Forum für Wissenschaft, Industrie und Wirtschaft

Hauptsponsoren:     3M 
Datenbankrecherche:

 

New catalysts for detoxifying water by use of sunlight: EU project with 3.7 million Euro funding

20.02.2013
Painting with catalysts / Nano-engineered materials for detoxifying water by use of sunlight / EU supports project “4G-PHOTOCAT” with 3.7 million Euro funding

Only light, aerial oxygen, and a catalyst are needed to remove pollutants from water. RUB researchers led by Prof. Radim Beránek collaborate with colleagues from seven different countries in order to develop a photocatalyst that is efficient enough to be profitable.


Catalysts for painting: Together with their international colleagues, RUB researchers develop catalysts that detoxify water with the aid of sunlight and aerial oxygen. They aim to fabricate the catalysts as a liquid paint.
Image: Radim Beránek

For that purpose, they combine sunlight-absorbing semiconductors and nanostructured materials which they optimize for electron transfer processes. The aim is to implement the newly developed photocatalysts into a liquid paint with which photoreactors can easily be coated. The EU supports the project within its 7th Framework Programme (FP7) with 3.7 million Euro funding for three years.

Current problems of photocatalysis

People from many countries of the world extensively use pesticides which contaminate drinking and irrigation water with toxic organic compounds. In rural areas of Vietnam, herbicides and dioxins, resistant to degradation, made their way into the water cycle during the Vietnam war.

Cancer and abnormalities in newborns can be the consequence. “Photocatalysis is potentially one of the cheapest and most efficient methods for purifying water from pollutants,” Radim Beránek says. Sunlight and oxygen establish oxidizing conditions under which toxins are easily degraded into non-harmful substances like water and carbon dioxide. Up to now the process, however, faces two problems: degradation rates are too low and assembly of the needed photoreactors is too expensive.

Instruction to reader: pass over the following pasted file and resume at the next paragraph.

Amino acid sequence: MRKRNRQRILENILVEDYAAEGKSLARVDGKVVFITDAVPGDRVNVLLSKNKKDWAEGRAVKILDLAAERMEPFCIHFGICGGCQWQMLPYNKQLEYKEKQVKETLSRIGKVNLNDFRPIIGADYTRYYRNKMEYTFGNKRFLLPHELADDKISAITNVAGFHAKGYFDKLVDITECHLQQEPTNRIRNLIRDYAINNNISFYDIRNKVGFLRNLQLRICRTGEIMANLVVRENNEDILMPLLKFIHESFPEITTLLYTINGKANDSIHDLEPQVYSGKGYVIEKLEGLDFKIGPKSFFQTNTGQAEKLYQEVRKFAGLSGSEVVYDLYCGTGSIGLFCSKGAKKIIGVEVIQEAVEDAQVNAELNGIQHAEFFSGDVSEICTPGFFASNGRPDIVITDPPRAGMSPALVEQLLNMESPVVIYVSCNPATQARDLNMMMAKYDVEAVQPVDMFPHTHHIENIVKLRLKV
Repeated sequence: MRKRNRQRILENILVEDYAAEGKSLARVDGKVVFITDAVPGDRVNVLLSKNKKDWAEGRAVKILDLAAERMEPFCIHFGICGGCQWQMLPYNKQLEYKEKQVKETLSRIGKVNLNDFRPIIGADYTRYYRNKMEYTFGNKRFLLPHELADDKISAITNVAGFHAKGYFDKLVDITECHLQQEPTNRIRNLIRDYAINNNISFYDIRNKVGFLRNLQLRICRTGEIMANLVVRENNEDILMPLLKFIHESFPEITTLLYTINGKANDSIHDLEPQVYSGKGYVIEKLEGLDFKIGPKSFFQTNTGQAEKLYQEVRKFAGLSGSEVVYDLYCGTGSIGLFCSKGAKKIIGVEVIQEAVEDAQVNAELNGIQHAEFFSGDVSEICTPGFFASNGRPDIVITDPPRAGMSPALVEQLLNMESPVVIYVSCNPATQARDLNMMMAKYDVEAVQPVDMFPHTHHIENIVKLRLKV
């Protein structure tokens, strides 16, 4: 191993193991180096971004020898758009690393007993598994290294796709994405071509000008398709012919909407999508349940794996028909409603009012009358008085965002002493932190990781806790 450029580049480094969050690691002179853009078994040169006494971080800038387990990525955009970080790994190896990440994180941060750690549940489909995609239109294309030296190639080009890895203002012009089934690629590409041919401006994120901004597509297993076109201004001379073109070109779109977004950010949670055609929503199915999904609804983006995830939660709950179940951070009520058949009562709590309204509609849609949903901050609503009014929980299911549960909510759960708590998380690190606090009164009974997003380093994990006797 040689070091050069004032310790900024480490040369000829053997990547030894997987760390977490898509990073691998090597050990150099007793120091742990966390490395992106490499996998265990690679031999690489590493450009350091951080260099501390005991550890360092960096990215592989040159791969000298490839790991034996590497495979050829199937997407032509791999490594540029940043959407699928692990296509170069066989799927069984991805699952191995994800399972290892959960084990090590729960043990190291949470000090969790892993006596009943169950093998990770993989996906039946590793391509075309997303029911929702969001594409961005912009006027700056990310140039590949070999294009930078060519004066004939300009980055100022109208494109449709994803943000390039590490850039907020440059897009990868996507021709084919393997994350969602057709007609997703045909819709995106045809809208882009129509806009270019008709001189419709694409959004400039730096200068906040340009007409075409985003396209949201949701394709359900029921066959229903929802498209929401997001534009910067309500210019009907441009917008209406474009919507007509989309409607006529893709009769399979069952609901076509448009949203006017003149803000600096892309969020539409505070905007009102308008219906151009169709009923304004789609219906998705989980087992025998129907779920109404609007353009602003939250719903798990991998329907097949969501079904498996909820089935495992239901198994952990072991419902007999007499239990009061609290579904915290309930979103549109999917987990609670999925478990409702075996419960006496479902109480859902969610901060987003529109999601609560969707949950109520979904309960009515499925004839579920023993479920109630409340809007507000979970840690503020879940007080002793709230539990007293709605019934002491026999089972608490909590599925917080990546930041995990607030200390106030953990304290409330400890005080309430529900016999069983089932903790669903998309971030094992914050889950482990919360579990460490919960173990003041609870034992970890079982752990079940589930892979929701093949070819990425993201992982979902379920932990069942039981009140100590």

The aim: cheeper and more efficient catalysts

Within the project “4G-PHOTOCAT”, the researchers aim to develop cost-efficient photocatalysts with a considerably improved degradation rate. Therefore they fabricate innovative composite materials consisting of semiconductors and nanostructured metal oxides. In order to achieve the optimal architecture for the product, they employ advanced chemical deposition techniques with a high degree of control over composition and morphology. “Our ultimate goal is to implement the newly developed photocatalysts into a liquid paint,” Radim Beránek says. “Photoreactors painted with that liquid can be used, for example, for water decontamination in remote rural areas of Vietnam.”

Collaborators

“4G-PHOTOCAT “allies the expertise of seven academic and three industrial partners from five European countries and two Southeast Asian countries. At the RUB, Prof. Dr. Radim Beránek collaborates with Prof. Dr. Roland A. Fischer (Inorganic Chemistry II), Prof. Dr. Martin Muhler, and Dr. Jennifer Strunk (Industrial Chemistry). The international collaborators include scientists from the University College London, J. Heyrovský Institute of Physical Chemistry in Prague, Jagiellonian University Krakow, University of Helsinki, Universiti Teknologi Malaysia, and Hanoi University of Agriculture. Furthermore, industrial partners from Finland (Picosun), Czech Republic (Advanced Materials), and Vietnam (Q&A) have joined the team.

Further information